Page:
As the Blizzard of 2015 began to dwindle Tuesday evening, Connecticut residents turned their attention to digging out from under as much as 33 inches of snow blanketing parts of the state.
Eastern Connecticut took the brunt of the storm, with the highest snow totals recorded along the shoreline and Rhode Island border in New London and Windham counties.
The highest snow totals of the state have been recorded in Thompson, which received 33.5 inches, according to the National Weather Service. Putnam, Moosup, East Killingly, Lisbon, Colchester, Norwich, Groton all received more than 2 feet of snow.
Many parts of western Connecticut, on the other hand, saw single-digit accumulations, as the heaviest band of snow veered east. More information on snow totals is available here.
Flakes are still falling in some areas of Connecticut but the storm is expected to move out by midnight. Winds will gust up to 35 mph, blowing fallen snow, but will lessen as the storm leaves the state.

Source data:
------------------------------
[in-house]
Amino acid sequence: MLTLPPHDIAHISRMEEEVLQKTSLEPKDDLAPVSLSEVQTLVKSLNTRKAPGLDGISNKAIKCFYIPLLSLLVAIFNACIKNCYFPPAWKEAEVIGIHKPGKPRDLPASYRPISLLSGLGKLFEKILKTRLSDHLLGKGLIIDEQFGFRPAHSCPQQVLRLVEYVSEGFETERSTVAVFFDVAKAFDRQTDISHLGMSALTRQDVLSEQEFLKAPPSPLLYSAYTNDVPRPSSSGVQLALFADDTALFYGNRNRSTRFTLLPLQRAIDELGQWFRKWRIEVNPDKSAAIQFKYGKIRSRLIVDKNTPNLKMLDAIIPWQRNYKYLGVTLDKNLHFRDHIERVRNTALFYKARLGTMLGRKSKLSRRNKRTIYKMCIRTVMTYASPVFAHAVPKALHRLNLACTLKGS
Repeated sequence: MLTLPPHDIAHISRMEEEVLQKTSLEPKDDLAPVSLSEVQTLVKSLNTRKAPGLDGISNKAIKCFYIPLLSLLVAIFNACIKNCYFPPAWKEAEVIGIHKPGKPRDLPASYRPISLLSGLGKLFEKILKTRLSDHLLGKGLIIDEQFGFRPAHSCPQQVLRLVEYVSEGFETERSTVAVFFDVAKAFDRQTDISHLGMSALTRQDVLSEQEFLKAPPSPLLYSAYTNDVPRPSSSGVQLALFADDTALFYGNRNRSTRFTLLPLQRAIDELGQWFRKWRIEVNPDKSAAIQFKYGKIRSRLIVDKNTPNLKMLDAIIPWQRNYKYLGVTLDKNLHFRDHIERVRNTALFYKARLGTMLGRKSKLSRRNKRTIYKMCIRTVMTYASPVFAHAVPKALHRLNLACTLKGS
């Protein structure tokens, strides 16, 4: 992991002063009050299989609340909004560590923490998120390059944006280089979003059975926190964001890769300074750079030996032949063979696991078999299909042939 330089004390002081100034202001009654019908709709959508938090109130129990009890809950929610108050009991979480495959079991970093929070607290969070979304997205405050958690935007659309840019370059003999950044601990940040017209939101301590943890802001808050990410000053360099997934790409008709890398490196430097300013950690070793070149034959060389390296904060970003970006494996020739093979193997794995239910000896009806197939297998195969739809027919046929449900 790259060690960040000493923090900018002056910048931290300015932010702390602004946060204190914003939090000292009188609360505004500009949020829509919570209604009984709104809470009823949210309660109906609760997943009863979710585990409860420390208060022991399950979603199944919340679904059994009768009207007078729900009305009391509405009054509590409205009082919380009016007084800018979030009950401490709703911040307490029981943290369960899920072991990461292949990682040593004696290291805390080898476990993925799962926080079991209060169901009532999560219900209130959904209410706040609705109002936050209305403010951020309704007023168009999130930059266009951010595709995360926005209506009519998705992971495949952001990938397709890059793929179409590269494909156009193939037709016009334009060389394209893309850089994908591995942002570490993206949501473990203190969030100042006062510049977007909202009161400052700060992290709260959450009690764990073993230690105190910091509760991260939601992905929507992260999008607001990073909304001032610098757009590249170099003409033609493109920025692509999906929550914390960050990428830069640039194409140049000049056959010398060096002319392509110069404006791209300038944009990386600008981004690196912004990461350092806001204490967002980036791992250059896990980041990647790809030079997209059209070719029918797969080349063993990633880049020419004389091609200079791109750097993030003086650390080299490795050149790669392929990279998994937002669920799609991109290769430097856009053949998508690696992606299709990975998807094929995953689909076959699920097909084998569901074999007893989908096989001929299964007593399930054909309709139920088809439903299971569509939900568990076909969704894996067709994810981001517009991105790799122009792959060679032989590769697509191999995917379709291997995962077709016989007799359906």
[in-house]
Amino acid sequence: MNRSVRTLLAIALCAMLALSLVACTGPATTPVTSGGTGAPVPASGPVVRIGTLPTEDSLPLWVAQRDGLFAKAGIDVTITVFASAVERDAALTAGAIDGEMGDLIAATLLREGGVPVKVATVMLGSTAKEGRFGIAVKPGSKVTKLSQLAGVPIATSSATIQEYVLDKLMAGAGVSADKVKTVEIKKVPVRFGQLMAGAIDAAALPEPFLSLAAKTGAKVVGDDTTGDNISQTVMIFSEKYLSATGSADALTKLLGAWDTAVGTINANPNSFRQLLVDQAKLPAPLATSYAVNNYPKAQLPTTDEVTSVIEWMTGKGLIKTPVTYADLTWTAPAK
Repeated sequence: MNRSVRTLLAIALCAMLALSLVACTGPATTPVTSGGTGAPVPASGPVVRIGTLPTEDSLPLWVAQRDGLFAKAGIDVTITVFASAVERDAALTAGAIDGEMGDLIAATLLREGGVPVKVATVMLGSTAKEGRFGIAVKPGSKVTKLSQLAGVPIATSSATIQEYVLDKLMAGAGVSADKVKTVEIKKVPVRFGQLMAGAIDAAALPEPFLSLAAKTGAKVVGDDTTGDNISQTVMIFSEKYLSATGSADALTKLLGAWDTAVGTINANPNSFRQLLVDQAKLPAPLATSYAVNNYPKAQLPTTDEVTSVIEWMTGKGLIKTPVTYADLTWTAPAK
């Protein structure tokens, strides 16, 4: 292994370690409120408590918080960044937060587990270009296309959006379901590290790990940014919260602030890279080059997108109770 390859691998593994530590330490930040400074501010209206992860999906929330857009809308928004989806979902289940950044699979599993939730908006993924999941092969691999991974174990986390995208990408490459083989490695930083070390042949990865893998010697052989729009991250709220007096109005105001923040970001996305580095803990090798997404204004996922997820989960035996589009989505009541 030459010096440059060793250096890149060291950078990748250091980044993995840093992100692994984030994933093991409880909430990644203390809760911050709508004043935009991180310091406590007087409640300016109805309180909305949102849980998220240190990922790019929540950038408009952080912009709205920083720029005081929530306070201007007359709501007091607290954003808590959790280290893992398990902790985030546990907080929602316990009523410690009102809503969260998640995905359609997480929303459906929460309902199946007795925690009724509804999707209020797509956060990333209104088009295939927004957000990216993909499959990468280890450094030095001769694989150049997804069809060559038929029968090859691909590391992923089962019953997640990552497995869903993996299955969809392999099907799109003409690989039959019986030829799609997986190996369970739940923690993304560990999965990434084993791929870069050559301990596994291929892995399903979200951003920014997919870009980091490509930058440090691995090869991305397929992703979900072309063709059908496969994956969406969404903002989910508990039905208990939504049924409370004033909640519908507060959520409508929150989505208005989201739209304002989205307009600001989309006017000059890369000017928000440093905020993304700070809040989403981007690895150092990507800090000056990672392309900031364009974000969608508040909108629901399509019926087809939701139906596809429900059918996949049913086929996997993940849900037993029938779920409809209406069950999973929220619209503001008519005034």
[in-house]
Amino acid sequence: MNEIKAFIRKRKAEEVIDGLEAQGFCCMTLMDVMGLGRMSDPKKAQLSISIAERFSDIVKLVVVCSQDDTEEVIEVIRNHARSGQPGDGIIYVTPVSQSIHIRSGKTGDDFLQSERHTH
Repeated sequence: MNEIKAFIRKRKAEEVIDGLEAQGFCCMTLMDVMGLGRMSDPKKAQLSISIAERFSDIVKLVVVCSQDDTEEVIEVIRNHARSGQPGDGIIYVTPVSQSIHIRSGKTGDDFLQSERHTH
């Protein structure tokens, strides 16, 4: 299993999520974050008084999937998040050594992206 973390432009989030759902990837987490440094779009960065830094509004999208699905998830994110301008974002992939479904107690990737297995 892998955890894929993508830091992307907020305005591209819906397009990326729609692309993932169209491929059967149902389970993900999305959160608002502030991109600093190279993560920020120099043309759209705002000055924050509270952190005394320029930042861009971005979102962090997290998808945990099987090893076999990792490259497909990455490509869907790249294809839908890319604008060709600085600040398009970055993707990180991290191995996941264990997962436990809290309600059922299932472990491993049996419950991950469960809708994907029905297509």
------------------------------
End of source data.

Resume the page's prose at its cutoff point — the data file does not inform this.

While flurries will slowly taper off, the cold will linger, with temperatures dipping down into the single digits on Wednesday.
Blizzard warnings remain in effect through midnight Tuesday into Wednesday for New Haven, Middlesex and New London counties and through 1 a.m. Wednesday for Hartford, Litchfield, Tolland and Windham counties.
More than 600 state Department of Transportation crews and the state's fleet of 15 super snow blowers have been working around the clock to clear roads. Some 400 National Guardsmen were deployed when the storm hit Monday.
Gov. Dannel Malloy lifted a statewide travel ban at 2 p.m. Tuesday but urged drivers to take precautions and stay off the roads if possible.
"While the ban is lifted here in Connecticut, you should assume that this is a normal storm condition or snow condition, so we're not saying... that we want you to get on the roads," Malloy said. "On the other hand, we understand that people need to get to places and get to jobs and the like."
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Malloy also asked residents to help clear fire hydrants and storm drains and make sure snow is not blocking vents for heating and hot water systems.
The Connecticut National Guard has been deployed to Stonington, one of the hardest-hit areas of the state.